Simon’s blog is a very interesting read. A few posts for further reading:

As an aside he is quite impressed with IBM’s recent strategic play

And here’s a couple of example Wardley Maps to be going on with:


Transport for London on Apps vs. Websites and APIs

A recurring question is whether to have a mobile app, or a mobile friendly website or both. The view from the Government Digital Service is that the most important thing is to have a mobile friendly website using responsive design.

“Stand-alone mobile apps will only be considered once the core web service works well on mobile devices, and if specifically agreed with the Cabinet Office.and only to approve use of apps”.

Similarly, Transport for London (TFL) have recently posted about how they haven’t created apps, but instead have a mobile friendly website and also make their data available using APIs (Application Programming Interfaces). These APIs allow TFL’s data to be used by private companies and individuals who have created over 200 apps using this data; much more than TFL would have had the resources or inclination to create.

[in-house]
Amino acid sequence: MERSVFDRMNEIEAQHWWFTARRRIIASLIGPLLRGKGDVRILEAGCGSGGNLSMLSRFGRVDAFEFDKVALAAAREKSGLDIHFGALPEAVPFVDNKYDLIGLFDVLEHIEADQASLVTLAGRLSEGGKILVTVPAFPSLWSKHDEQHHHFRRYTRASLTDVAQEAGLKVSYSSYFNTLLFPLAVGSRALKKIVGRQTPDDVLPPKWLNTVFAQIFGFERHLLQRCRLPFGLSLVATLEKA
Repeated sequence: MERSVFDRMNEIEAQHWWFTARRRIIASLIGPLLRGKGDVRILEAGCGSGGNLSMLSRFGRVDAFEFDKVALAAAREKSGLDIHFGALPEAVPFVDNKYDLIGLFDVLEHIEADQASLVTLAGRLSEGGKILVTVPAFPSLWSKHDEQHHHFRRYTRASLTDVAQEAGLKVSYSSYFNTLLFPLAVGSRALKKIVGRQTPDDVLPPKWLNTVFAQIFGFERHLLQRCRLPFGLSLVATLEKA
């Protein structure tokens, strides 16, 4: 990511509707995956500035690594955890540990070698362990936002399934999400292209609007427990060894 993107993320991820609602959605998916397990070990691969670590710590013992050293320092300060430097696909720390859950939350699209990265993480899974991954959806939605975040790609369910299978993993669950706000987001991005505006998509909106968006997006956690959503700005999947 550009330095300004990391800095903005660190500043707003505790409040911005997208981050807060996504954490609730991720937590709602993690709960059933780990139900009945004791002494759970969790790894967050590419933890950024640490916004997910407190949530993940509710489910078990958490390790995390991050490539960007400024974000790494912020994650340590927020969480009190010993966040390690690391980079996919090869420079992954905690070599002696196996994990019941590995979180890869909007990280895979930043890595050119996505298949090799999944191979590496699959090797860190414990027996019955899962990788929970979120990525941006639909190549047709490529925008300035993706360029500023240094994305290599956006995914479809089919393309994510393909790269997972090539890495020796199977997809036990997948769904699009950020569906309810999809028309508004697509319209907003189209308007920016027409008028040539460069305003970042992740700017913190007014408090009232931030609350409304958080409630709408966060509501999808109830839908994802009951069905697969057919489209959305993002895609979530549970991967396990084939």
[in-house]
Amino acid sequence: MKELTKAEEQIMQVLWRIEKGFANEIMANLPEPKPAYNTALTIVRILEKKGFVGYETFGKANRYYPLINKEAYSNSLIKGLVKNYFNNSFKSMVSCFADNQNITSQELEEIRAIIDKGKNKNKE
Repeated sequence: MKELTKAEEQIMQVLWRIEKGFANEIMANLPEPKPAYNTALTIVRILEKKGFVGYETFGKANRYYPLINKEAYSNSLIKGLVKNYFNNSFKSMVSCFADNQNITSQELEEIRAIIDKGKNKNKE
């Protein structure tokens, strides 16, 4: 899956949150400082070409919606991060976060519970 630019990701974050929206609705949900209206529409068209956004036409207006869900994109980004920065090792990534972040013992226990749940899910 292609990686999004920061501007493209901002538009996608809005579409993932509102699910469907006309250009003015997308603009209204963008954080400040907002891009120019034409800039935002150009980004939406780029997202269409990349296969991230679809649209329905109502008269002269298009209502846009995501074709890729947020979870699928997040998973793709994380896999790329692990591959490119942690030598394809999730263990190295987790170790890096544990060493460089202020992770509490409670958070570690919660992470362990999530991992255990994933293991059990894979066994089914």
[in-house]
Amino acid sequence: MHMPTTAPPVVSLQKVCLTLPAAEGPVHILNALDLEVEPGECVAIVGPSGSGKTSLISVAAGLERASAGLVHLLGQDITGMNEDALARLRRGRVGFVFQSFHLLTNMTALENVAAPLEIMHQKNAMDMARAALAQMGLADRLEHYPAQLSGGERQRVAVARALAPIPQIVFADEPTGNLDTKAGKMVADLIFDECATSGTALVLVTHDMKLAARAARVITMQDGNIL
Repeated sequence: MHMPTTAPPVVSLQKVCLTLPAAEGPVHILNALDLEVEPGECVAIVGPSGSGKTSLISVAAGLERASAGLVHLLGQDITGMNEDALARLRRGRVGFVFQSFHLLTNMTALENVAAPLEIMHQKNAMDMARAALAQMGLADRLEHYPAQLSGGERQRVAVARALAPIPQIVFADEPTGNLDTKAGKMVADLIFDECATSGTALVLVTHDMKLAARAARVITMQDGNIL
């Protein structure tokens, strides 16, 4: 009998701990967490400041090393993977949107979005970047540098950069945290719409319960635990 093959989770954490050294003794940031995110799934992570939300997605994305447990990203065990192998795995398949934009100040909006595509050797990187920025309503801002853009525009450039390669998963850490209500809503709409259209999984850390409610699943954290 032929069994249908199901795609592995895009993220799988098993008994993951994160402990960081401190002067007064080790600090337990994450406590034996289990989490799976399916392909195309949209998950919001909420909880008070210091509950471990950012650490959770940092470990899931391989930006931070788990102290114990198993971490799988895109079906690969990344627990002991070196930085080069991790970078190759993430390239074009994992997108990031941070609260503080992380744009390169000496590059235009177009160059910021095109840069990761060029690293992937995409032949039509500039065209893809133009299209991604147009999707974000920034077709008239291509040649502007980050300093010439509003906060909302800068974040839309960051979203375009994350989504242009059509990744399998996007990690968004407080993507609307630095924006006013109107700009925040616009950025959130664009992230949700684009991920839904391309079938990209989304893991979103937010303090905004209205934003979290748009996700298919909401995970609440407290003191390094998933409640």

They’ve followed the principles of open data:

“Why open data?
• It’s public data – as a public body, our data is publically owned.
• To extend reach – ensuring as many people as possible have the widest possible access to travel information.
• For best use of the transport network – enabling choice of the most effective journeys.
• Economic benefit – the small companies who make apps with our data generate highly skilled jobs and wealth.
• Innovation – thousands of developers work on designing and building apps with our data, meaning great innovation emerges”

TFL acknowledge that the private sector will cherry-pick the easiest and most profitable apps, so they then use their website to provide a fully comprehensive set of information that is available to anyone with a web-browser, regardless of whether they have a smartphone or not.